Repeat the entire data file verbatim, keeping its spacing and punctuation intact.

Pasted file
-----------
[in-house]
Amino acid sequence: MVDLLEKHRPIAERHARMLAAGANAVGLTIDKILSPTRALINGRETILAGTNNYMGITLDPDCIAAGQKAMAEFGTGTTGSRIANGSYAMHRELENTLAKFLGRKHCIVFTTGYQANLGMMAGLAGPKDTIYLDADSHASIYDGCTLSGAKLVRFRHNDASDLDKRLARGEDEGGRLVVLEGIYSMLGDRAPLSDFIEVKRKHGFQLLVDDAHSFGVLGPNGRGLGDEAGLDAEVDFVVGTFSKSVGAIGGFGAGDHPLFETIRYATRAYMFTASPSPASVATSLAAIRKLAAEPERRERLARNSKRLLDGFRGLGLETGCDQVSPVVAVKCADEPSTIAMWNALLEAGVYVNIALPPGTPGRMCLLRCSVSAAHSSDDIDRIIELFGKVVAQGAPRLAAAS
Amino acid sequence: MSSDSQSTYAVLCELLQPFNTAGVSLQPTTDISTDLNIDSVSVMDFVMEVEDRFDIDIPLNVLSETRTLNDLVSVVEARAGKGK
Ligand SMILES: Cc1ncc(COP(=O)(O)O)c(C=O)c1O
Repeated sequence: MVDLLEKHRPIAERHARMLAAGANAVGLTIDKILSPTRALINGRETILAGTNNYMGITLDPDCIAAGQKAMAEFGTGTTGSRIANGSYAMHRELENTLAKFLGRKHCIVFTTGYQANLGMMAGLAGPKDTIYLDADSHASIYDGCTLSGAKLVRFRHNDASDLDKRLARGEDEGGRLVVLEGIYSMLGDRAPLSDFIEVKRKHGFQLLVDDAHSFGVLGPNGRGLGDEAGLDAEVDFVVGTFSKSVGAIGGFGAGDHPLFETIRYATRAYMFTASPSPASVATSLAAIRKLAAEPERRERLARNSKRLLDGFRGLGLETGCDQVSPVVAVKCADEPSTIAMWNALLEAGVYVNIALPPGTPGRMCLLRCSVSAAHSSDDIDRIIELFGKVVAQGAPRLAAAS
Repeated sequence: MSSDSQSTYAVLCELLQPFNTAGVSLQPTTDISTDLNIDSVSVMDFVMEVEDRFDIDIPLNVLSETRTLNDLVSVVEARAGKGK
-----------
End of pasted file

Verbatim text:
[in-house]
Amino acid sequence: MVDLLEKHRPIAERHARMLAAGANAVGLTIDKILSPTRALINGRETILAGTNNYMGITLDPDCIAAGQKAMAEFGTGTTGSRIANGSYAMHRELENTLAKFLGRKHCIVFTTGYQANLGMMAGLAGPKDTIYLDADSHASIYDGCTLSGAKLVRFRHNDASDLDKRLARGEDEGGRLVVLEGIYSMLGDRAPLSDFIEVKRKHGFQLLVDDAHSFGVLGPNGRGLGDEAGLDAEVDFVVGTFSKSVGAIGGFGAGDHPLFETIRYATRAYMFTASPSPASVATSLAAIRKLAAEPERRERLARNSKRLLDGFRGLGLETGCDQVSPVVAVKCADEPSTIAMWNALLEAGVYVNIALPPGTPGRMCLLRCSVSAAHSSDDIDRIIELFGKVVAQGAPRLAAAS
Amino acid sequence: MSSDSQSTYAVLCELLQPFNTAGVSLQPTTDISTDLNIDSVSVMDFVMEVEDRFDIDIPLNVLSETRTLNDLVSVVEARAGKGK
Ligand SMILES: Cc1ncc(COP(=O)(O)O)c(C=O)c1O
Repeated sequence: MVDLLEKHRPIAERHARMLAAGANAVGLTIDKILSPTRALINGRETILAGTNNYMGITLDPDCIAAGQKAMAEFGTGTTGSRIANGSYAMHRELENTLAKFLGRKHCIVFTTGYQANLGMMAGLAGPKDTIYLDADSHASIYDGCTLSGAKLVRFRHNDASDLDKRLARGEDEGGRLVVLEGIYSMLGDRAPLSDFIEVKRKHGFQLLVDDAHSFGVLGPNGRGLGDEAGLDAEVDFVVGTFSKSVGAIGGFGAGDHPLFETIRYATRAYMFTASPSPASVATSLAAIRKLAAEPERRERLARNSKRLLDGFRGLGLETGCDQVSPVVAVKCADEPSTIAMWNALLEAGVYVNIALPPGTPGRMCLLRCSVSAAHSSDDIDRIIELFGKVVAQGAPRLAAAS
Repeated sequence: MSSDSQSTYAVLCELLQPFNTAGVSLQPTTDISTDLNIDSVSVMDFVMEVEDRFDIDIPLNVLSETRTLNDLVSVVEARAGKGK